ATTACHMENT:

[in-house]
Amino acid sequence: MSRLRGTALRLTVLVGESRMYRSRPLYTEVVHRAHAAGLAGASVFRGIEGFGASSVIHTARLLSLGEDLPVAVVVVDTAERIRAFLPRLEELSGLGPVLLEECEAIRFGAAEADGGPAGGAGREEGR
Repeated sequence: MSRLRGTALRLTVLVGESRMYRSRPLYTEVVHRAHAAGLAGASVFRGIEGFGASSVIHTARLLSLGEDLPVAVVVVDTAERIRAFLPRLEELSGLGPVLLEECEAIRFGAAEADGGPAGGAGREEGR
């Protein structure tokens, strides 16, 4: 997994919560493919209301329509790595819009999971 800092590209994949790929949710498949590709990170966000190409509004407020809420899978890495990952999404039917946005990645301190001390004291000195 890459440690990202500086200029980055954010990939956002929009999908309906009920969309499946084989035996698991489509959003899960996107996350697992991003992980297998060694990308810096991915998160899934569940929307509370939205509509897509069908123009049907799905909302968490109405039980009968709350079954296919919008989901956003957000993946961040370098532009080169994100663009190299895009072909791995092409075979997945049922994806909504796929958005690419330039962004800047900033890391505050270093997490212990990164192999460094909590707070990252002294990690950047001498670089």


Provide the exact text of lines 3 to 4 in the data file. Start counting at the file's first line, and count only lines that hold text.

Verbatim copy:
Repeated sequence: MSRLRGTALRLTVLVGESRMYRSRPLYTEVVHRAHAAGLAGASVFRGIEGFGASSVIHTARLLSLGEDLPVAVVVVDTAERIRAFLPRLEELSGLGPVLLEECEAIRFGAAEADGGPAGGAGREEGR
């Protein structure tokens, strides 16, 4: 997994919560493919209301329509790595819009999971 800092590209994949790929949710498949590709990170966000190409509004407020809420899978890495990952999404039917946005990645301190001390004291000195 890459440690990202500086200029980055954010990939956002929009999908309906009920969309499946084989035996698991489509959003899960996107996350697992991003992980297998060694990308810096991915998160899934569940929307509370939205509509897509069908123009049907799905909302968490109405039980009968709350079954296919919008989901956003957000993946961040370098532009080169994100663009190299895009072909791995092409075979997945049922994806909504796929958005690419330039962004800047900033890391505050270093997490212990990164192999460094909590707070990252002294990690950047001498670089």